Reform must be grounded in genuine educational needs not a corrupting drive to assessment, says Tony McManus
In defending Higher Still, Tom Kelly states (TESS, December 15): "Many of the critics want to turn the clock back to old 17-plus preconceptions of the 'gown and parchment' model of early adulthood, concentrating resources, attention and certification on selection of the best students for the best places in the best universities."
I have been pretty closely involved in the Higher Still debate for more than three years and I have neither seen nor heard anyone, anywhere advocate such a thing. What I have heard, repeatedly, are apologists for Higher Still like Mr Kelly, of the Association of Scottish Colleges, accusing its critics of "elitism" in various forms, and of being opposed to the "principles" behind Higher Still when they subject modularisation and internal summative assessment to critical analysis.
The resort to smear and the wilful confusing of matters of principle with aspects of design have been and remain the tactics of the apologists for this failed system. Why? Presumably, because they have no educational arguments to counter our critical analysis.
What they do have, alarmingly, are complacency and arrogance to pathological levels. Mr Kelly's article is only one more example of this to go alongside the recent defence of the system by Dennis Gunning of the Scottish Qualifications Authority in the Herald, Ron Tuck's churlish response to Lindsay Paterson's Crisis in the Classroom (TESS, December 1), David Raffe's slanderous accusation in a letter to the Scotsman of lack of commitment on the part of teachers to "non-academic" pupils and Douglas Osler's remarkable affirmation as head of the Inspectorate to the Parliament's education committee inquiry that all was going well with Higher Still until the pupils sat their exams.
The fact is, of course, that Higher Still never had any principles in the first place. It was always a political initiative struggling to acquire an image of educational authenticity and integrity. Teachers and pupils could simply choose to be swept aside or up by the "juggernaut". Unfortunately, if I may switch to Mr Kelly's metaphor, some of us noticed that there was no "baby", simply a great deal of terribly dirty bathwater, mainly emanating from the Scottish Vocational Education Council, which required to be sluiced.
The SQA, fairly predictably, given that it was handed a system of no substance and many flaws to administer, began the sluicing process for us unintentionally. However, it is not yet finished and the prospect of another debacle in 2001 is already looming with the same problems as last year presenting themselves already.
There are signs of hope, but they must be turned into reality with greater urgency than is presently apparent. The education committee's report has, to some extent, clarified the context in which we are tryng to think all this through. At last the powers that be are recognising officially that the problems lie in the Higher Still programme itself, not simply with the SQA. That is vital. We can find no way out of the mess without that admission.
The committee's report agrees with what teachers, especially teachers of English, have been saying all along: the arrangements for internal summative assessment are unworkable and, because they "drive" the programme and are open to misuse, undesirable.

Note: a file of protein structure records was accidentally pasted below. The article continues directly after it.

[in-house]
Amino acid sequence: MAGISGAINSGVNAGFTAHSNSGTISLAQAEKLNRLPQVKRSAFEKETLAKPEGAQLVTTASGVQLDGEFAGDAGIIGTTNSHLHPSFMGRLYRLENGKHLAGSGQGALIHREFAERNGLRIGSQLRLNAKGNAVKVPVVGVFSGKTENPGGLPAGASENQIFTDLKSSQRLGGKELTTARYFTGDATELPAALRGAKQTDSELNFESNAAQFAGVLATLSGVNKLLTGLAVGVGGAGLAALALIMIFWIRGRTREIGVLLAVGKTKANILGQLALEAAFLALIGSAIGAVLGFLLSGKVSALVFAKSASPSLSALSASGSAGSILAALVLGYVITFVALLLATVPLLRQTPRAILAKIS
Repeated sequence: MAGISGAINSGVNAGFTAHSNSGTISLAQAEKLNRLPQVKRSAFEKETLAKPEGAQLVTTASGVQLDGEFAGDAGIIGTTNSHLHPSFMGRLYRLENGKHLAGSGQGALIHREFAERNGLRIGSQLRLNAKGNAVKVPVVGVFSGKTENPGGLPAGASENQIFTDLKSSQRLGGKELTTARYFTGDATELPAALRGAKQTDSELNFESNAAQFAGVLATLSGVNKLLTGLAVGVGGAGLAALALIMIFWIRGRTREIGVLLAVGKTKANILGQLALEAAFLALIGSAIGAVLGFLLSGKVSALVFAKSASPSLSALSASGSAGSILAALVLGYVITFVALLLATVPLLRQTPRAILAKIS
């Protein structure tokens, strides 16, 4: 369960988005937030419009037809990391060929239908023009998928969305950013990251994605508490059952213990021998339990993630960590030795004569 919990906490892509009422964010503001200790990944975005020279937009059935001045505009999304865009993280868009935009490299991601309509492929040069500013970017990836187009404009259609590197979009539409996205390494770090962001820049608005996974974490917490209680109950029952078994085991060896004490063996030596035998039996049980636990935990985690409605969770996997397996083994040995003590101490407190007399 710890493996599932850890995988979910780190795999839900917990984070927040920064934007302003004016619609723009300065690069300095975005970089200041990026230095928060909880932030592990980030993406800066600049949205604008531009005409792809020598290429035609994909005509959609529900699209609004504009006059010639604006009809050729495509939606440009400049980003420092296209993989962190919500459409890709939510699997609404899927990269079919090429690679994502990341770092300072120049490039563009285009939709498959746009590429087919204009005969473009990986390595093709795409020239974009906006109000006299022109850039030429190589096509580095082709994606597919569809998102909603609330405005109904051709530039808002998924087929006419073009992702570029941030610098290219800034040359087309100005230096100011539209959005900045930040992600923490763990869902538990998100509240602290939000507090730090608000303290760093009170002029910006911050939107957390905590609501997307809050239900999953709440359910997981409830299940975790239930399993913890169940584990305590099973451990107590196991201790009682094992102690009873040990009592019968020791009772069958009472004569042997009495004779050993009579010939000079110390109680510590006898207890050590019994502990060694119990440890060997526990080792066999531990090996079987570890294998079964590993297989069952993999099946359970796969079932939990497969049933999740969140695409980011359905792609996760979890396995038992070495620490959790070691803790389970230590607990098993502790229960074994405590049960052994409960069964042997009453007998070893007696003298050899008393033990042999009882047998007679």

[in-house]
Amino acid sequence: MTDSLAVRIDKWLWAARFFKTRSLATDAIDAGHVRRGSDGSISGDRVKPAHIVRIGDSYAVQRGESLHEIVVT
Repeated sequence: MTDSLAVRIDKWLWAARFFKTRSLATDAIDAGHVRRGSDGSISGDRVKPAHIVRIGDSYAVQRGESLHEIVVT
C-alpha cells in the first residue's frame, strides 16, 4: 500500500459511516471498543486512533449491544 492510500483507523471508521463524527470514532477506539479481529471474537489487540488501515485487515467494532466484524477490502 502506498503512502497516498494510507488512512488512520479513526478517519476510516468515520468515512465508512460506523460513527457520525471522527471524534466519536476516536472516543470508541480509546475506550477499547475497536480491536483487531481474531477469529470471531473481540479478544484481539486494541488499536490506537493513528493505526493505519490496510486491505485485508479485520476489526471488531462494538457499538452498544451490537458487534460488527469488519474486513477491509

The situation remains deadly serious and requires urgent, as well as long term, action. Problems in the system are not only with Higher Still. The assessment-driven curriculum which previous inspectors and Professor John Howie's committee warned against, is present too in the 5-14 programme. The processes are corrupting and destructive of genuine educational values.
The Scottish Association of Teachers of Language and Literature has three proposals.
First, immediately remove internal summative assessment. This would allow the SQA to deliver next year's certificates on time and with accuracy; allow teachers and pupils to teach and to learn instead of engaging in an inter-minable paper chase (one survey reveals an average of 40 assessments per Higher Still pupil last year); and bring internal formative assessment back to its proper professional role.
Second, ensure reforms to current policies such as Higher Still are carried out and future initiatives properly scrutinised by creating subject panels elected by class teachers at local and national level. This will help ensure that future consultation is genuine and that those who have the knowledge and experience and who actually have to implement policy are fully involved in the process.
Third, set up a standing Convention on Scottish Education reflecting the educational and the national communities, so that we can take the opportunity offered by the collapse of the system to engage in the philosophical and cultural debate about the nature and purpose of education in Scotland which is so badly needed and which Higher Still's architects, working to a design without principle, sought to destroy.
To be in favour of opportunity for all, proper esteem for vocational training and lifelong learning does not necessarily mean being in favour of Higher Still. If this year has taught us anything it is that Higher Still could not meet its purported aims. The system broke down catastrophically at exactly the point at which the vocational and the academic, the college and the school, the internal and the external assessments were supposed to "merge". They didn't, because the design was fundamentally flawed.
We have to work out a more principled and more competent programme grounded in genuine educational needs rather than political manipulation.
Tony McManus is chair of the Scottish Association of Teachers of Language and Literature.